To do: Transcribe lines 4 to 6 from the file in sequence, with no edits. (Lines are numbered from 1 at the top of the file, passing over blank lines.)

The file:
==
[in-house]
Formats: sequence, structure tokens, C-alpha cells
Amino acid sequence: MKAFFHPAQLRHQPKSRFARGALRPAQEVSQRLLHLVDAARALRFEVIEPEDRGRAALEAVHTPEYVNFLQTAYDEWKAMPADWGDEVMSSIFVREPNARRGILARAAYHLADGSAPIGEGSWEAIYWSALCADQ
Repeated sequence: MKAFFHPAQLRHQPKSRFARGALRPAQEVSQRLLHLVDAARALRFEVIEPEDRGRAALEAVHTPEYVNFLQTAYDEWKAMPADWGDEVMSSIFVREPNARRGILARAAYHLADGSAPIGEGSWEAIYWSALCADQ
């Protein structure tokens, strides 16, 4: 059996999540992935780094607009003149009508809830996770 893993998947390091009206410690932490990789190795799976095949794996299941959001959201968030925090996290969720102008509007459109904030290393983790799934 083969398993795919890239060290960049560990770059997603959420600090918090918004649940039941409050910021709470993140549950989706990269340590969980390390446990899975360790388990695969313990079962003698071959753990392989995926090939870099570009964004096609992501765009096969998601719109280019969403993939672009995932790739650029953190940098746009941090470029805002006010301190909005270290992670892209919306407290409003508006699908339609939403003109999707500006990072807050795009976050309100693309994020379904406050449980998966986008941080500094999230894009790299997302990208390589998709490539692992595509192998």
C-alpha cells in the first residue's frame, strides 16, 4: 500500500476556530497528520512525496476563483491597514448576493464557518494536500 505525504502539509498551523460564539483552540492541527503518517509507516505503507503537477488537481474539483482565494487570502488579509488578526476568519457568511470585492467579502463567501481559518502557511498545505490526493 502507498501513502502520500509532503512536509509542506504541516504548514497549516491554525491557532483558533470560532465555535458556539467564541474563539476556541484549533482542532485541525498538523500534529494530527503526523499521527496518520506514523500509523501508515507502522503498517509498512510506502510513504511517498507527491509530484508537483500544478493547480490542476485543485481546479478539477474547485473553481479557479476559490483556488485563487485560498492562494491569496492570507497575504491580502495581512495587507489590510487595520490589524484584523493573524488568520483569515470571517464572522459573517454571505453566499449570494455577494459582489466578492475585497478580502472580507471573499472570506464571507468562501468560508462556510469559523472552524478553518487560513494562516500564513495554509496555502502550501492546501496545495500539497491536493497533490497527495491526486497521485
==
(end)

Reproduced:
Repeated sequence: MKAFFHPAQLRHQPKSRFARGALRPAQEVSQRLLHLVDAARALRFEVIEPEDRGRAALEAVHTPEYVNFLQTAYDEWKAMPADWGDEVMSSIFVREPNARRGILARAAYHLADGSAPIGEGSWEAIYWSALCADQ
């Protein structure tokens, strides 16, 4: 059996999540992935780094607009003149009508809830996770 893993998947390091009206410690932490990789190795799976095949794996299941959001959201968030925090996290969720102008509007459109904030290393983790799934 083969398993795919890239060290960049560990770059997603959420600090918090918004649940039941409050910021709470993140549950989706990269340590969980390390446990899975360790388990695969313990079962003698071959753990392989995926090939870099570009964004096609992501765009096969998601719109280019969403993939672009995932790739650029953190940098746009941090470029805002006010301190909005270290992670892209919306407290409003508006699908339609939403003109999707500006990072807050795009976050309100693309994020379904406050449980998966986008941080500094999230894009790299997302990208390589998709490539692992595509192998």
C-alpha cells in the first residue's frame, strides 16, 4: 500500500476556530497528520512525496476563483491597514448576493464557518494536500 505525504502539509498551523460564539483552540492541527503518517509507516505503507503537477488537481474539483482565494487570502488579509488578526476568519457568511470585492467579502463567501481559518502557511498545505490526493 502507498501513502502520500509532503512536509509542506504541516504548514497549516491554525491557532483558533470560532465555535458556539467564541474563539476556541484549533482542532485541525498538523500534529494530527503526523499521527496518520506514523500509523501508515507502522503498517509498512510506502510513504511517498507527491509530484508537483500544478493547480490542476485543485481546479478539477474547485473553481479557479476559490483556488485563487485560498492562494491569496492570507497575504491580502495581512495587507489590510487595520490589524484584523493573524488568520483569515470571517464572522459573517454571505453566499449570494455577494459582489466578492475585497478580502472580507471573499472570506464571507468562501468560508462556510469559523472552524478553518487560513494562516500564513495554509496555502502550501492546501496545495500539497491536493497533490497527495491526486497521485